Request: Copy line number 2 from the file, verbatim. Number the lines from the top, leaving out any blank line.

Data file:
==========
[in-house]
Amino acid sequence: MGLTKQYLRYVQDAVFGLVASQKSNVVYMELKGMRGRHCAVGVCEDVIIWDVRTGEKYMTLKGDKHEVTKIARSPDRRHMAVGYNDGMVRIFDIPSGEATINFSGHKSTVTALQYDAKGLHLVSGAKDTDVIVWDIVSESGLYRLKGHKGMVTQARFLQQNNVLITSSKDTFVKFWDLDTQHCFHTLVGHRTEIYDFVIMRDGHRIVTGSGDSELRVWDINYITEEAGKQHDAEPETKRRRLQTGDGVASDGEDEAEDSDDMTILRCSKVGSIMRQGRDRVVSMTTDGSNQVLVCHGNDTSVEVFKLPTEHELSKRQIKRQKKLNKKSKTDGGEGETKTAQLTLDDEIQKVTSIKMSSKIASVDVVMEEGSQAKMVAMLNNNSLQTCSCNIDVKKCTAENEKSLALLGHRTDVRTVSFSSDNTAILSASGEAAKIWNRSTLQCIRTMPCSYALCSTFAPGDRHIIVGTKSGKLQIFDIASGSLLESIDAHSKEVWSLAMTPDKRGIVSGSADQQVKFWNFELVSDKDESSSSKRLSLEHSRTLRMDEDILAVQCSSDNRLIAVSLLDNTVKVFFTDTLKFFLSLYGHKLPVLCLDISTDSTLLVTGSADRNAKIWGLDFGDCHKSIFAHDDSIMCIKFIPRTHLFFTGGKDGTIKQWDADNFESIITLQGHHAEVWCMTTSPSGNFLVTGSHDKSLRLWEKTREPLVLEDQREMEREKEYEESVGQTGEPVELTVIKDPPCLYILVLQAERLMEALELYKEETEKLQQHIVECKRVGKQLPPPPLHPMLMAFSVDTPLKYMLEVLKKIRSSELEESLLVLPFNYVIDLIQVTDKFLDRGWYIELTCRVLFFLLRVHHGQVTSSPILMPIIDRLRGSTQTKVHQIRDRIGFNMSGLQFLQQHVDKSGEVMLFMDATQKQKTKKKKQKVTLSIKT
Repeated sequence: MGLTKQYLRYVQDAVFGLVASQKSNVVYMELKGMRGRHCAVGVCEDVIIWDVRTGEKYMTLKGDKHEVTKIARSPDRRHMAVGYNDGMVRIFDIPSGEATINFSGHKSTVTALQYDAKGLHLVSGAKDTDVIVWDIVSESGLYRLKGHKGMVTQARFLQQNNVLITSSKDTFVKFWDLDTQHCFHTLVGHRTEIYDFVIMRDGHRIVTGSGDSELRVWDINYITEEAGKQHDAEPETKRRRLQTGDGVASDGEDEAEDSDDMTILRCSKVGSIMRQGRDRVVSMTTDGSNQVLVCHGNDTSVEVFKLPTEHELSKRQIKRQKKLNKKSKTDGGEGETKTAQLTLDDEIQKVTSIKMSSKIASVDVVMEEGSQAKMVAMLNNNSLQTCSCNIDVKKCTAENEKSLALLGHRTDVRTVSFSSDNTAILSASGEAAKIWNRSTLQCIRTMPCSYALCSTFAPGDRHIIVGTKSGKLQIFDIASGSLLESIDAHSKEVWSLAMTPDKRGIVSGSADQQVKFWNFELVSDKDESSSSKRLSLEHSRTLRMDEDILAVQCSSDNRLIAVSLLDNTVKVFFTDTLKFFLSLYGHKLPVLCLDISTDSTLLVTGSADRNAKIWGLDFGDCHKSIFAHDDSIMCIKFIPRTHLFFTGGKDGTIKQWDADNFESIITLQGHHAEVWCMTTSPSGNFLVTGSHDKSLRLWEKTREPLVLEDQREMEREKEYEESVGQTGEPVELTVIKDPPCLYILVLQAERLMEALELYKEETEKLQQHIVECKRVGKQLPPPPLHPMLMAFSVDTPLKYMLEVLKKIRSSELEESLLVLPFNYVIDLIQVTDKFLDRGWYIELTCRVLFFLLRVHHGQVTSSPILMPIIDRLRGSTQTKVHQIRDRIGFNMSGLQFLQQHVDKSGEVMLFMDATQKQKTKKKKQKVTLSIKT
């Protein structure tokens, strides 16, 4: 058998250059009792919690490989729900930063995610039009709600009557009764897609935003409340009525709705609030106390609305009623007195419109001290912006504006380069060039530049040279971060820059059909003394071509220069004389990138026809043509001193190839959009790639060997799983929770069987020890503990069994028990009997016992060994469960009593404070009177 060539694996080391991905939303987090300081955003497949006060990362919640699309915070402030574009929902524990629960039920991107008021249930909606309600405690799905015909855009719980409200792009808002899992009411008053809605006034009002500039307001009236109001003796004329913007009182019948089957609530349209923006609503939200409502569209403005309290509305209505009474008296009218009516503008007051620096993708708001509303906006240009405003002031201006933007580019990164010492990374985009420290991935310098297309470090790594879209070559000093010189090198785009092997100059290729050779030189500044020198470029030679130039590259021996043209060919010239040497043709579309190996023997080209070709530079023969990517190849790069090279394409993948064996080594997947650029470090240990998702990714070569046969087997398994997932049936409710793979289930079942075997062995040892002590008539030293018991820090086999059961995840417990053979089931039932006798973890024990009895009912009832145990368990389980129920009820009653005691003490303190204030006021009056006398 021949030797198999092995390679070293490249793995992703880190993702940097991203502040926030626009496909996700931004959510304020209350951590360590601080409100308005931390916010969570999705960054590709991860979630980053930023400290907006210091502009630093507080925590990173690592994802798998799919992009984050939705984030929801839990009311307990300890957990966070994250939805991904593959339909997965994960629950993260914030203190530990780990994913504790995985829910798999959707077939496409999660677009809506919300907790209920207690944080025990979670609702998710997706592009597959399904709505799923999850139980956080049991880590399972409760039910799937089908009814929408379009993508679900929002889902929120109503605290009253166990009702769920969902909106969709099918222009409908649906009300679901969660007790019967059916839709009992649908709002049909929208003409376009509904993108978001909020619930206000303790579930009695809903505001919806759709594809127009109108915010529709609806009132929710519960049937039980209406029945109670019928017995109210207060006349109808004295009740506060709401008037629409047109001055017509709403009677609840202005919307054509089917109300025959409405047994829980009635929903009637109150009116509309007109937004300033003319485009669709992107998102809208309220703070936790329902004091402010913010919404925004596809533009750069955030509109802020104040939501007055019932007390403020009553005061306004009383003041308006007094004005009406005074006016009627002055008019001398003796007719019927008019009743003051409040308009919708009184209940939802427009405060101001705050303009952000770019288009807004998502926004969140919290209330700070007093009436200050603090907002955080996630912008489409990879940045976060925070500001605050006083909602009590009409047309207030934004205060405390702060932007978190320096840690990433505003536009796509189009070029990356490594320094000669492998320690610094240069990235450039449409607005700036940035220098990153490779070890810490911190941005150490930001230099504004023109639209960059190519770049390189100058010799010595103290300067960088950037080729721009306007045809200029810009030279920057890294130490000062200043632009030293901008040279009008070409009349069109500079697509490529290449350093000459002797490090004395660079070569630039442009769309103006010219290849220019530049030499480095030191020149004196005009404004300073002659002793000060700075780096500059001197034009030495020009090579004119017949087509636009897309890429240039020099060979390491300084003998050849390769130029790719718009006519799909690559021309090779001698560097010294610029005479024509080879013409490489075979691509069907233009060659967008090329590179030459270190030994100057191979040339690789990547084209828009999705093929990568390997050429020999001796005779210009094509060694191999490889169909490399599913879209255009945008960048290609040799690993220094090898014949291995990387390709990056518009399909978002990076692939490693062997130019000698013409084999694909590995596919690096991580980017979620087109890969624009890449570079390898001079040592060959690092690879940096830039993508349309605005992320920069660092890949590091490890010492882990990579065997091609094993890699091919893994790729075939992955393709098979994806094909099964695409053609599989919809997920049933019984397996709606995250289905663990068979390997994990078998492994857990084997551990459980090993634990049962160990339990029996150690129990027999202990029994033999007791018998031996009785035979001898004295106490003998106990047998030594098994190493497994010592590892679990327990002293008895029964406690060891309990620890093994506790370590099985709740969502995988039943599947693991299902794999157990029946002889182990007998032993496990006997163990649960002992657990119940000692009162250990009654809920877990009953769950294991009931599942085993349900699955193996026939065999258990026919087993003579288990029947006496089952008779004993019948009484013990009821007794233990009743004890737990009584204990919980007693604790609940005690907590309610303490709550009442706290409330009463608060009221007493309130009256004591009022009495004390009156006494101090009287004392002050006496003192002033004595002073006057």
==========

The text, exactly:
Amino acid sequence: MGLTKQYLRYVQDAVFGLVASQKSNVVYMELKGMRGRHCAVGVCEDVIIWDVRTGEKYMTLKGDKHEVTKIARSPDRRHMAVGYNDGMVRIFDIPSGEATINFSGHKSTVTALQYDAKGLHLVSGAKDTDVIVWDIVSESGLYRLKGHKGMVTQARFLQQNNVLITSSKDTFVKFWDLDTQHCFHTLVGHRTEIYDFVIMRDGHRIVTGSGDSELRVWDINYITEEAGKQHDAEPETKRRRLQTGDGVASDGEDEAEDSDDMTILRCSKVGSIMRQGRDRVVSMTTDGSNQVLVCHGNDTSVEVFKLPTEHELSKRQIKRQKKLNKKSKTDGGEGETKTAQLTLDDEIQKVTSIKMSSKIASVDVVMEEGSQAKMVAMLNNNSLQTCSCNIDVKKCTAENEKSLALLGHRTDVRTVSFSSDNTAILSASGEAAKIWNRSTLQCIRTMPCSYALCSTFAPGDRHIIVGTKSGKLQIFDIASGSLLESIDAHSKEVWSLAMTPDKRGIVSGSADQQVKFWNFELVSDKDESSSSKRLSLEHSRTLRMDEDILAVQCSSDNRLIAVSLLDNTVKVFFTDTLKFFLSLYGHKLPVLCLDISTDSTLLVTGSADRNAKIWGLDFGDCHKSIFAHDDSIMCIKFIPRTHLFFTGGKDGTIKQWDADNFESIITLQGHHAEVWCMTTSPSGNFLVTGSHDKSLRLWEKTREPLVLEDQREMEREKEYEESVGQTGEPVELTVIKDPPCLYILVLQAERLMEALELYKEETEKLQQHIVECKRVGKQLPPPPLHPMLMAFSVDTPLKYMLEVLKKIRSSELEESLLVLPFNYVIDLIQVTDKFLDRGWYIELTCRVLFFLLRVHHGQVTSSPILMPIIDRLRGSTQTKVHQIRDRIGFNMSGLQFLQQHVDKSGEVMLFMDATQKQKTKKKKQKVTLSIKT